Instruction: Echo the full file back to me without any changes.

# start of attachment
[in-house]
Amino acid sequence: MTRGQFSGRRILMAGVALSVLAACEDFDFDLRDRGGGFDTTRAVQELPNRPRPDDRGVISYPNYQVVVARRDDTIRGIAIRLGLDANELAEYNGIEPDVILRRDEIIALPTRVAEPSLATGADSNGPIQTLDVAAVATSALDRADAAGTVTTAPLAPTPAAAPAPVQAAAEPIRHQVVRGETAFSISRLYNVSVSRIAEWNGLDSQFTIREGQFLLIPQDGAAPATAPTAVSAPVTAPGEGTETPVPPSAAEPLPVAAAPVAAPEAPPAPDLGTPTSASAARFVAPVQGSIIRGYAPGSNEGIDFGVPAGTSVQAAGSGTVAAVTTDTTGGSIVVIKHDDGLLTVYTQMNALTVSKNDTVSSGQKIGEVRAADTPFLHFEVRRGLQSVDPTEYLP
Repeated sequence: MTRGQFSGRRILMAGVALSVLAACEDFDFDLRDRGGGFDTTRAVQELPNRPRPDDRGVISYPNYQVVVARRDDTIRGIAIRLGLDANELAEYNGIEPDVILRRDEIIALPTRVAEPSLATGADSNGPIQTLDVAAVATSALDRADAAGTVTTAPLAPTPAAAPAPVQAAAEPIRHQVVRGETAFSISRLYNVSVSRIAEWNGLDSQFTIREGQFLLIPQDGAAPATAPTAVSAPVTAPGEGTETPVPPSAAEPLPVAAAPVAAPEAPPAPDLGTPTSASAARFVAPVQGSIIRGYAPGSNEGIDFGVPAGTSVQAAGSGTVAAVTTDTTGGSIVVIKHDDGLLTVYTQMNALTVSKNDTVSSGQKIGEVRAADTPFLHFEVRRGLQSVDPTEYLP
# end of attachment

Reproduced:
[in-house]
Amino acid sequence: MTRGQFSGRRILMAGVALSVLAACEDFDFDLRDRGGGFDTTRAVQELPNRPRPDDRGVISYPNYQVVVARRDDTIRGIAIRLGLDANELAEYNGIEPDVILRRDEIIALPTRVAEPSLATGADSNGPIQTLDVAAVATSALDRADAAGTVTTAPLAPTPAAAPAPVQAAAEPIRHQVVRGETAFSISRLYNVSVSRIAEWNGLDSQFTIREGQFLLIPQDGAAPATAPTAVSAPVTAPGEGTETPVPPSAAEPLPVAAAPVAAPEAPPAPDLGTPTSASAARFVAPVQGSIIRGYAPGSNEGIDFGVPAGTSVQAAGSGTVAAVTTDTTGGSIVVIKHDDGLLTVYTQMNALTVSKNDTVSSGQKIGEVRAADTPFLHFEVRRGLQSVDPTEYLP
Repeated sequence: MTRGQFSGRRILMAGVALSVLAACEDFDFDLRDRGGGFDTTRAVQELPNRPRPDDRGVISYPNYQVVVARRDDTIRGIAIRLGLDANELAEYNGIEPDVILRRDEIIALPTRVAEPSLATGADSNGPIQTLDVAAVATSALDRADAAGTVTTAPLAPTPAAAPAPVQAAAEPIRHQVVRGETAFSISRLYNVSVSRIAEWNGLDSQFTIREGQFLLIPQDGAAPATAPTAVSAPVTAPGEGTETPVPPSAAEPLPVAAAPVAAPEAPPAPDLGTPTSASAARFVAPVQGSIIRGYAPGSNEGIDFGVPAGTSVQAAGSGTVAAVTTDTTGGSIVVIKHDDGLLTVYTQMNALTVSKNDTVSSGQKIGEVRAADTPFLHFEVRRGLQSVDPTEYLP